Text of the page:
By Danielle M. Gardiner, CPA, CFF, and Joseph Lazzarotti, Contributor: Shiraz Saeed
A ransomware demand is enough to give any company executive heartburn as the decision of whether or not to pay the ransom is considered. Part 1 of this two-part series highlighted three factors to consider as part of the decision to pay: what has been compromised, what will the downtime cost the company and was personally identifiable information affected? However, there are several other issues to consider before making a final determination on whether or not to pay a ransom.
In some cases, an organization’s leadership or its standing policies may take the position that the organization will not pay a ransom, regardless of the consequences. This position follows that of government agencies, including the Federal Bureau of Investigation, which do not support paying a ransom in response to a ransomware attack. But when the possibility of payment is on the table, organizations need to know that simply making the payment could put them into legal jeopardy.
The primary basis of this legal jeopardy is that under the International Emergency Economic Powers Act (IEEPA) and the Trading with the Enemy Act (TWEA) U.S. persons engaging in transactions with certain listed organizations can subject those persons to significant penalties. Specifically, the U.S. Department of Treasury’s Office of Foreign Assets Control (OFAC) maintains the Specially Designated Nationals and Blocked Persons List (SDN List), in addition to other blocked persons. A cryptocurrency transaction with one of these entities may result in the victim’s ability to retrieve access to its systems and data, but it could subject the organization to OFAC enforcement.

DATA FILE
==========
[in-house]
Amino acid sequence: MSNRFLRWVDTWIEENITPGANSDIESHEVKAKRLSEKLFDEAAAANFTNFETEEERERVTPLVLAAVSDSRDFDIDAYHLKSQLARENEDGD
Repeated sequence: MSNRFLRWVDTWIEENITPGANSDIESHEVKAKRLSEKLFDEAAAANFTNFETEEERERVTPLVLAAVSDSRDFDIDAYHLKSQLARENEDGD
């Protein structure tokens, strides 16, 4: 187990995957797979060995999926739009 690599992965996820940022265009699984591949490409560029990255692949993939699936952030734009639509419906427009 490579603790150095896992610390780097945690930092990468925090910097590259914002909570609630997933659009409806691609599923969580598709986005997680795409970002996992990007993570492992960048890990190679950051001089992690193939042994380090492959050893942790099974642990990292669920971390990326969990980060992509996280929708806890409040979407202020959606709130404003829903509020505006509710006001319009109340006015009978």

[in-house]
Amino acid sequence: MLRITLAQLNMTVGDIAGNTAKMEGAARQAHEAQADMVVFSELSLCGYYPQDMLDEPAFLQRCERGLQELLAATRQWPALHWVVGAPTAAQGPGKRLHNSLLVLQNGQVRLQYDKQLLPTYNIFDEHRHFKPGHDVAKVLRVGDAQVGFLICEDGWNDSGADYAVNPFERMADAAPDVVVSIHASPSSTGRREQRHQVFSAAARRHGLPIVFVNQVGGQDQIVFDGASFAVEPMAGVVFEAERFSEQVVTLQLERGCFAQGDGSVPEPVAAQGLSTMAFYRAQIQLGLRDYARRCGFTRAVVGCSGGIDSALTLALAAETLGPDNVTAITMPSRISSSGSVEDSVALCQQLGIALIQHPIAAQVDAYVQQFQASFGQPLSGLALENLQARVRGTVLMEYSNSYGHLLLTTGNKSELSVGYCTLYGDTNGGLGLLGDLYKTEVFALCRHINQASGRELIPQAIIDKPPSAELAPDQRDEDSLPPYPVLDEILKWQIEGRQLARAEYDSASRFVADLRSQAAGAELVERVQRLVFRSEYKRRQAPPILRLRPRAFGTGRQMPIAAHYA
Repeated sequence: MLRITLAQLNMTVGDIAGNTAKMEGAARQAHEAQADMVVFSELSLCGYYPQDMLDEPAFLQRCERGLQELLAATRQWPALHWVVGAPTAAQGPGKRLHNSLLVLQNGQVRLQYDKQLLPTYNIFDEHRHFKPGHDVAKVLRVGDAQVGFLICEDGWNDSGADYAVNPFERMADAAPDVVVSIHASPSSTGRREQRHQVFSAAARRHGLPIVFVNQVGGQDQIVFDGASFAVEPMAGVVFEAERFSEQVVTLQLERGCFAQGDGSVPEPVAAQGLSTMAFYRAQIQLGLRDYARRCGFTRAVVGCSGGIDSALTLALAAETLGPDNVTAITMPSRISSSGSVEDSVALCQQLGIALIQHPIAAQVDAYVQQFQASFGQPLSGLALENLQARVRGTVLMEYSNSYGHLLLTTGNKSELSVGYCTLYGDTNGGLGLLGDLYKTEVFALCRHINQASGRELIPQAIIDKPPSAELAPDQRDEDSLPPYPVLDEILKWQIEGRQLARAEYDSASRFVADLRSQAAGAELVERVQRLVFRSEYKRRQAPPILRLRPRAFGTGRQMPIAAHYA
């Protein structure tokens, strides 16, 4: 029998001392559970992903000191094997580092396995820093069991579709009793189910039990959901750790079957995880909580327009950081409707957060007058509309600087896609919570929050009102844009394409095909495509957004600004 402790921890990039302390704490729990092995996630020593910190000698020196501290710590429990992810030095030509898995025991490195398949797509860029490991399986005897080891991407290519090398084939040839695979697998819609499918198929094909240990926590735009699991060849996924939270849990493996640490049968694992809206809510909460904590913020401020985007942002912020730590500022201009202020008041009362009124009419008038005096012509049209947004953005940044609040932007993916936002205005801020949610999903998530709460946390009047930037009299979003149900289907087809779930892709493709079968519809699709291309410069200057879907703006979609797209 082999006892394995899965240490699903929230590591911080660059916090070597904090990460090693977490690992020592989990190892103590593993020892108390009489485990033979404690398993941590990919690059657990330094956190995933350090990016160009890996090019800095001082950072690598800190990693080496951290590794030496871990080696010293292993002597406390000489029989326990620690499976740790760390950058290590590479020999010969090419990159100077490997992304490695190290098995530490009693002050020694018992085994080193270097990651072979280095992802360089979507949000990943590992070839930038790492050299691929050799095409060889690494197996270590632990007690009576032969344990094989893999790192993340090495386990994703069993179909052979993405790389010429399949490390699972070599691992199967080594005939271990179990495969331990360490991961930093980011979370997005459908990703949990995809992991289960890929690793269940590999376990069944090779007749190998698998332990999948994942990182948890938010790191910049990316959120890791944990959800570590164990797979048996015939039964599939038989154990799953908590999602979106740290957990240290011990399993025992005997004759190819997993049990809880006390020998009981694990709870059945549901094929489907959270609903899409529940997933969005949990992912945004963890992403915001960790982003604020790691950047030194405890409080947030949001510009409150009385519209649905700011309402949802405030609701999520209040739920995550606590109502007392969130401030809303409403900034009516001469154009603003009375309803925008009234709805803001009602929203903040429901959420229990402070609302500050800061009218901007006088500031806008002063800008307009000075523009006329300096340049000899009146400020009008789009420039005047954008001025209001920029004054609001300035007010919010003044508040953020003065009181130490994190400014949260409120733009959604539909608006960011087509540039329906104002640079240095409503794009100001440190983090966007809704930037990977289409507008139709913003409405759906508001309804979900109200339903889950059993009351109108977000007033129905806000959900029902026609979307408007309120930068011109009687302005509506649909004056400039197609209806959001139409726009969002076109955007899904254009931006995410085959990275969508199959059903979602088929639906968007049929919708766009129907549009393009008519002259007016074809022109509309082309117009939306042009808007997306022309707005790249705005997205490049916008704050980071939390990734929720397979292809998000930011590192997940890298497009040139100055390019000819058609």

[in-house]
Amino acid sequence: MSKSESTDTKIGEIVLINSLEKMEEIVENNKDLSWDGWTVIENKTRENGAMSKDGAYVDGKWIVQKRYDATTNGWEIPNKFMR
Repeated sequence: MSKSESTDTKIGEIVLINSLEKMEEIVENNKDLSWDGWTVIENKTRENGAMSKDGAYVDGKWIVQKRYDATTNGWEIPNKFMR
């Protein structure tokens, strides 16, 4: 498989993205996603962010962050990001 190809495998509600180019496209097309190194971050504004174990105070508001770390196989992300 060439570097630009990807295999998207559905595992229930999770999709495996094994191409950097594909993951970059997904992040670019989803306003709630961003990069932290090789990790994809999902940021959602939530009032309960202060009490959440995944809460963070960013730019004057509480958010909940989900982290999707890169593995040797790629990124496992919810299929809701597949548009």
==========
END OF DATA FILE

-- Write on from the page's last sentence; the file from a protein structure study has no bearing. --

In its latest round of guidance on this issue, on October 1, 2020, OFAC issued the Advisory on Potential Sanctions Risks for Facilitating Ransomware Payments (Advisory). The Advisory makes clear that entities involved in facilitating a ransom payment may have done so in violation of OFAC regulations, subjecting them to enforcement action and fines. This risk is heightened by the difficulty of determining who is on the other side of the Bitcoin transaction.
The Advisory highlights these concerns, while also noting that certain pre- and post-breach actions could mitigate OFAC exposure. Implementing “a risk-based compliance program” pre-breach and promptly making a “complete report of a ransomware attack to law enforcement” after an attack can, according to the Advisory, mitigate enforcement.
OFAC compliance may not be the only regulatory hurdle to overcome if momentum is moving in favor of payment. In the summer of 2021, following a string of massive ransomware attacks including the Colonial Pipeline attack referred to above, four states proposed legislation that would ban ransom payments. These efforts were not successful to date, but organizations need to consider regulatory limitations on ransom payments as privacy and cybersecurity laws rapidly evolve.